I spent a lot of my life thinking that I was less-than. As a teenager, I sought validation from people around me; I thought that to love myself, I needed others to love me. It was exhausting, I oozed desperation and self-loathing. I aspired for better in the most self-destructive ways and created insecure relationships with people willing to abuse the fragile state I was in. Not to mention this perpetuated my anxiety beyond belief. "Hot mess" doesn't nearly describe the way I was living. I had people who loved me, but they felt like exceptions to the rule, I felt like I didn't deserve them.
And then to top it all off, I got into a relationship. I dated this guy who was wonderful but I shifted all my self-worth into the foundation of this relationship. I was enough because I was loved by someone, because someone else saw me as enough. But what happened when that relationship ended? I was shattered; nobody loved me anymore and therefore I was unlovable. I had placed all my value in something that no longer existed. I spent the next three months literally flinging myself anywhere, on anyone, trying to patch up the hole in my life where my relationship should have been.
Now this next idea is credited to Daniel Schloss (go watch his comedy special "Jigsaw", 10/10). I loved myself at a whopping 10%, so anyone who cared about me at 20% loved me TWICE AS MUCH as I loved myself. TWICE. It felt like the sun and the moon, until you actually think about all the things you like 20%. Here are the things in my life that I like 20%
I would love to tell you that I had this "light bulb" moment. This sudden realization that I was better, but I didn't. I would love to tell you the key to self-love is spinning around three times and jumping up and down on one leg and then TADA! Self-love! But it happened. Slowly. With time, I realized that I was caught in this loop. I was anxious because I needed others to love me and because I was so stressed about what other people thought, nobody wanted to be around me. The things that made me great were overshadowed by the things I hated about myself. This dependency on others also allowed me to shift blame in my life. Nothing was my fault because I was nothing, I was only what other people made me, so my faults were their faults. All good things were just a lucky shot and all bad things were someone else's problems.
But like I said, with time I shifted my values. I started taking credit for my actions, both good and bad. Being responsible for the things you do means that you are the sum total of your decisions. (See my last post). Taking responsibility for the good things was easy. Taking responsibility for the bad things was hard.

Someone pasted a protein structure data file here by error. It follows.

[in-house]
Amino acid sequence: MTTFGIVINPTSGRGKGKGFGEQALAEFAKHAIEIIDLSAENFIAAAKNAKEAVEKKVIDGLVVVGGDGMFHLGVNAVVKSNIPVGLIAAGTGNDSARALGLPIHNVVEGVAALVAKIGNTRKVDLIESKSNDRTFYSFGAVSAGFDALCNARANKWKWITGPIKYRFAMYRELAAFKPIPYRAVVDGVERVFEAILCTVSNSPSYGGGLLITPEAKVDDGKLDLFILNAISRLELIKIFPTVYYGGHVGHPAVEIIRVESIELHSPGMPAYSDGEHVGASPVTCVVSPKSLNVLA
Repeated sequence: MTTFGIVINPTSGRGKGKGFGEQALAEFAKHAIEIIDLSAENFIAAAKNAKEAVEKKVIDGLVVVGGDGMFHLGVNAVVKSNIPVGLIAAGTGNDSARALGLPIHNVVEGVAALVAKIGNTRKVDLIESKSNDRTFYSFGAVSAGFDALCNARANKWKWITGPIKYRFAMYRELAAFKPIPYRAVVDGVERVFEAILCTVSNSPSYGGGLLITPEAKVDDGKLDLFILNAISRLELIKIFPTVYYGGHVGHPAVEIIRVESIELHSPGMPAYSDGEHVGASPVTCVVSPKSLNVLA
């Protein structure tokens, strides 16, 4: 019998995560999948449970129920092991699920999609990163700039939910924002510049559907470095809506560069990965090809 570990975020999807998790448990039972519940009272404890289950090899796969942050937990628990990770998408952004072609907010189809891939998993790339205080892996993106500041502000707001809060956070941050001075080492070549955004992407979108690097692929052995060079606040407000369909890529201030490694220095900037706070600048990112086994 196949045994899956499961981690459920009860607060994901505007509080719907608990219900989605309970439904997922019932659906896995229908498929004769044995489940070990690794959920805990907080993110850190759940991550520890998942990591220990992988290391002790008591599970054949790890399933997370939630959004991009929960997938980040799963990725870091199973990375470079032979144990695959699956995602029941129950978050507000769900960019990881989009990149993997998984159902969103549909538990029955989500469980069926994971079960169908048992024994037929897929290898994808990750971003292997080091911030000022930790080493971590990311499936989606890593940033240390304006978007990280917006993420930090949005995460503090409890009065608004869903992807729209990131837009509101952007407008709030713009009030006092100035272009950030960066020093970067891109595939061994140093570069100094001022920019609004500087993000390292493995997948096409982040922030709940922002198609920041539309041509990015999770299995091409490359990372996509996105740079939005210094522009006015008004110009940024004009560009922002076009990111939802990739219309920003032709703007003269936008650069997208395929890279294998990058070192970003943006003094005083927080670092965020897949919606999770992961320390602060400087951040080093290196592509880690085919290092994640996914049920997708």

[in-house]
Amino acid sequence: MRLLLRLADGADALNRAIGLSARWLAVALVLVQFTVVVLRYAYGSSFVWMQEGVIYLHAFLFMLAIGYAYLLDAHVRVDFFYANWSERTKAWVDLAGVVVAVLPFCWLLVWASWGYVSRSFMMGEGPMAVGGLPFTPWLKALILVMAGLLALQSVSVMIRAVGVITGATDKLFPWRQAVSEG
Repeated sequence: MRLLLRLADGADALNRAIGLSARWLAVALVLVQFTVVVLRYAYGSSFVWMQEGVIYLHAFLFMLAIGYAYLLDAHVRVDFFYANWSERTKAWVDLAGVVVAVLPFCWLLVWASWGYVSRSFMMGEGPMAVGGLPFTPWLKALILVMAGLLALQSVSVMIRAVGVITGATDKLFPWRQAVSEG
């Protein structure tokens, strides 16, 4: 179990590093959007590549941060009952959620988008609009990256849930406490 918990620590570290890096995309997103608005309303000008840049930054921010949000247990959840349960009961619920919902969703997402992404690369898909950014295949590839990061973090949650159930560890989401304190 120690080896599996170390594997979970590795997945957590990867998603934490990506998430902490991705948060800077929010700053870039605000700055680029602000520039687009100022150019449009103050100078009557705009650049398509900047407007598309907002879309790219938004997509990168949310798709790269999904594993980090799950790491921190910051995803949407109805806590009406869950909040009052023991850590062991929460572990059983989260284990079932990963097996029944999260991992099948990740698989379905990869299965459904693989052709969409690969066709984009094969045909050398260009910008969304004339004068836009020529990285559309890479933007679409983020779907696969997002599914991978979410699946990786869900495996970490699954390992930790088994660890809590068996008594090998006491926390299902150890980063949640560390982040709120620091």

A prime example is grades. If I did poorly on a test then I had to think, how hard did I actually study. Did I give it my all or some half-ass attempt? Because if I gave it my all, if I could confidently say that, then there is nothing else I could do and I had to be proud of myself for the mark I got. But if I didn't use all my resources, TAs, office hours, extra help, then the shitty grade was on me. It was my responsibility. Frankly, I'm still learning to do this. I'm still learning to take responsibility for the bad things, because it isn't easy. But I'm learning and that's what matters.
And once you are the sum total of your actions, you are something. You have tangible evidence of the things that you are. You are the job that you got because you interviewed well and you put the hours in. You are a friend because you treat those around you with respect. You are, you are, you are. And I began to realise, I am a lot of things. I am a baker, a singer, a sister, a friend, a student, a writer, a philanthropist. I am all these things because I went out and I made them true, and nobody in this world can take those things away from me, because they're mine.
You don't need to love yourself 100%. Loving yourself 100% at times can be bad as well, it can stop you from changing and growing and being better than you are. Right now I love myself at about 80%, which isn't ideal but I'm getting better. I still have things I want to work on, but I'm on the right trajectory and most importantly, I'm proud to be who I am. There are still days I look in the mirror and I'm unsure, but 80% is a hell of a lot better than 10%. And for someone to be my sun and moon they need to love me at at least 80%. And to put that in perspective, my list of things I love at 80% are:
So I am a damn treat because I made myself that way. I took an 18-year-old girl with chronic panic attacks and a self worth lower than the pits of hell and made her into a young women who is about to graduate university (should all go as planned). And yes, the world will throw things at me that are out of my control. I cannot control the weather or time or the actions of those around me, but I can control me and that is enough. I am enough. And I am a damn treat.
From me, with love, to you,